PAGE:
If you’re looking for some of the best functional language games and activities, keep on reading for the top picks. Help students get things done with functional English.
What is Functional English?
Functional English is language that is used to perform a function. For example, making requests, giving advice, complaining, disagreeing, asking permission, etc. Basically, it’s the language you use when you want to get something done! Here are some functional language examples:
- Ask for directions
- Ask a question
- Describe someone
- Describe a place
- Give personal information
- Extend an invitation
- Make a request
- Small talk
- Talk to someone on the phone
Besides these ones, there are many, many more examples of function English. Keep on reading for some of the best ideas for teaching functional language to our students.
Functional English ESL Activities and Games
Let’s get into the best games, activities and ideas for teaching functional language.
#1: Asking for Permission
Asking and giving permission is one of the classic examples of functional English. Here are some of the best games and activities for teaching this important skill:
#2: Expressing Likes and Dislikes
A common English function is to express a like or dislike and it’s in fact one of the first things found in all beginner ESL/EFL textbooks. There are lots of interesting ideas for teaching this:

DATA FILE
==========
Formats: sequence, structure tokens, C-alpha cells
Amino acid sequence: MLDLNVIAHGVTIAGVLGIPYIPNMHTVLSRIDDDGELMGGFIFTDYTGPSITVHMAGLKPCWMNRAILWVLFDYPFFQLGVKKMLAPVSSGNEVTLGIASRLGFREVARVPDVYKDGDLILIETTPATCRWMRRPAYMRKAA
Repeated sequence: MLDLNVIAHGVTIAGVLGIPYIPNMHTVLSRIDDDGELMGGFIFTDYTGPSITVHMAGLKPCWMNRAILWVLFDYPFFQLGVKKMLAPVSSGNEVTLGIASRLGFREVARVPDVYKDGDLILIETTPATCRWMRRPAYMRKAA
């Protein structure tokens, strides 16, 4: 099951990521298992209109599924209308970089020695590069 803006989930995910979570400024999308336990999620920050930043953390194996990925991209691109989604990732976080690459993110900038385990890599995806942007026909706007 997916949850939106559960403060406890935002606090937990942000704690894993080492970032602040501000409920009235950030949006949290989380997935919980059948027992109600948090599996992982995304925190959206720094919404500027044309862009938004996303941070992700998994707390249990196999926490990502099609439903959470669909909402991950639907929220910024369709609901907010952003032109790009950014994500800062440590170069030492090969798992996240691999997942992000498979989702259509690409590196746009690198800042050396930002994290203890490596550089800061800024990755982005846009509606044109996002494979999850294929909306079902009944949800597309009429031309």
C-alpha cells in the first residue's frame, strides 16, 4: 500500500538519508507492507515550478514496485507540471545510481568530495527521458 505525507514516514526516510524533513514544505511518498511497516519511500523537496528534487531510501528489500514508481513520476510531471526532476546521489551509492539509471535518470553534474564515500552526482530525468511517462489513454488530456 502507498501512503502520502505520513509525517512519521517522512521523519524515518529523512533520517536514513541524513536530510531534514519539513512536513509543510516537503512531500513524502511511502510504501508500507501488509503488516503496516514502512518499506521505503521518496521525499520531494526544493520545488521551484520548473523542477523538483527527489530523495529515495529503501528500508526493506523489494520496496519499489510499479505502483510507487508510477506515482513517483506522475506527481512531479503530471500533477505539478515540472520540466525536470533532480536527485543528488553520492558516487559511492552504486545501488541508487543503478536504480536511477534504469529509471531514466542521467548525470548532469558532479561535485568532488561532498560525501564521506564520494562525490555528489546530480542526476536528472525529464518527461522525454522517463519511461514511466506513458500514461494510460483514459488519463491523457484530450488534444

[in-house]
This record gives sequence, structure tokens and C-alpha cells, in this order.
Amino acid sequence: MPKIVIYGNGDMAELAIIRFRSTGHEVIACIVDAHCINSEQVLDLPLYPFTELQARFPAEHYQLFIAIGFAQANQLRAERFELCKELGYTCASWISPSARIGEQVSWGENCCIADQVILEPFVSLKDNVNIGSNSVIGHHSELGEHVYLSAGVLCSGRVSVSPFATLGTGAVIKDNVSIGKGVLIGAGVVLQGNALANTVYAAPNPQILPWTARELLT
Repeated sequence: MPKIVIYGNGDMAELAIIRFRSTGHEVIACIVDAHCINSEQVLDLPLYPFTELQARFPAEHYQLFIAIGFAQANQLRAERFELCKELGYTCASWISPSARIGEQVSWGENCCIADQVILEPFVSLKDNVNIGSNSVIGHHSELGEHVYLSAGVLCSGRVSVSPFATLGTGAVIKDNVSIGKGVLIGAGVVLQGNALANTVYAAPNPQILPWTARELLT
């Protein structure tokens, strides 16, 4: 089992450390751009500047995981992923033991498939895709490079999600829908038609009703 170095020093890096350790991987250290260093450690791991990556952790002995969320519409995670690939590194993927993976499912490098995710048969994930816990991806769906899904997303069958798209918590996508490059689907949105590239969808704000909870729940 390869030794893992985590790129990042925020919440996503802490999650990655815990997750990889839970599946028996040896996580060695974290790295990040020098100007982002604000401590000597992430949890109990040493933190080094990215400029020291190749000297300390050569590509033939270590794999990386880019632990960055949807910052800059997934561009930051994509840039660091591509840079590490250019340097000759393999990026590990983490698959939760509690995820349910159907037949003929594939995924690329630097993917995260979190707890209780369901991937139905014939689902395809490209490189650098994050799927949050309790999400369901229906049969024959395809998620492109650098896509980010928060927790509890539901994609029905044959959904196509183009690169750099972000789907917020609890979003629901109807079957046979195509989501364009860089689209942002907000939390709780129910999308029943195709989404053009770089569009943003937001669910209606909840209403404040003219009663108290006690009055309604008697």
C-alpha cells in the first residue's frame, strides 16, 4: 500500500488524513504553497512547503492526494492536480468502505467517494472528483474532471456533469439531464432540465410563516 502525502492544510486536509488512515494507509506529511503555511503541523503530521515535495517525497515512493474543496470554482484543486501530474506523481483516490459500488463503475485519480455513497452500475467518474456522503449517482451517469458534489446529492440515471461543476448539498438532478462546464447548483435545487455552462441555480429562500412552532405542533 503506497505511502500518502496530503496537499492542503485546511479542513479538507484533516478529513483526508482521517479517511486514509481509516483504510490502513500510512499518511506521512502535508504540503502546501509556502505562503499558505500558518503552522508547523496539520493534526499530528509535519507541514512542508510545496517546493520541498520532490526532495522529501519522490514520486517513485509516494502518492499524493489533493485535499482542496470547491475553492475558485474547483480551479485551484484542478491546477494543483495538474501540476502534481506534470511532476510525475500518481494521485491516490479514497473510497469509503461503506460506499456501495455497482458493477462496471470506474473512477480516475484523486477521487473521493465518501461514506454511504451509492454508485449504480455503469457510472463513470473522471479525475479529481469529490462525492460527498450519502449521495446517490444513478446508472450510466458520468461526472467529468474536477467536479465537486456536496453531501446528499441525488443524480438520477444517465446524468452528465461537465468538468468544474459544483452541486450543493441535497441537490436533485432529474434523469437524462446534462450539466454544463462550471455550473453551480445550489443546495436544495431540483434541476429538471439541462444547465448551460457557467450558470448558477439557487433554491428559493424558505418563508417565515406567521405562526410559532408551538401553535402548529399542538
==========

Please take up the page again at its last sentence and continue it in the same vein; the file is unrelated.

#3: Talking about Locations
Prepositions are one of the key parts of speech that are used to talk about the locations of things in relation to other things. And it’s a textbook example of functional English. Check out some of my favourite ways to teach them:
#4 Functional English: Make a Prediction
One of the more advanced examples of functional English is to make predictions about the future. This requires some higher-level language skills and the future verb tenses as well as the use of things like conditionals. Have a look here at some of my favourite ideas:
#5: Engaging in Small Talk
Small talk is one of those necessary English language skills that all students need to master. Of course, it has a very specific function as well—to get to know someone without revealing too much personal information about yourself. Have a look at some of my favourite activities:
#6: Comparing Things
In English, there is very specific language to compare things (comparatives) and also to express degree (superlatives). Being able to do this is an important English function that can be found in most beginner ESL textbooks. Here are some ideas for teaching it:
#7: Using Money
One of the most practical lessons in an English class for people heading to an English-speaking country is to teach students how to use money and talk about it as well. Here are some ideas:
#8: Describing Something using Functional English
One of the most common language functions is to be able to describe something, whether it’s a person, place or thing through the use of adjectives. Have a look at some of my top ideas here:
#9: Talking about Daily Schedules
Being able to talk about daily things and time is an important part of functional English. Have a look here at some of my ideas for teaching students this important skill:
#10 Functional Language Skill: Ordering Food
If you travel to another country, of course, you want to be able to order food in a restaurant! That’s why many people actually travel! These activities are functional English made fun. Have a look: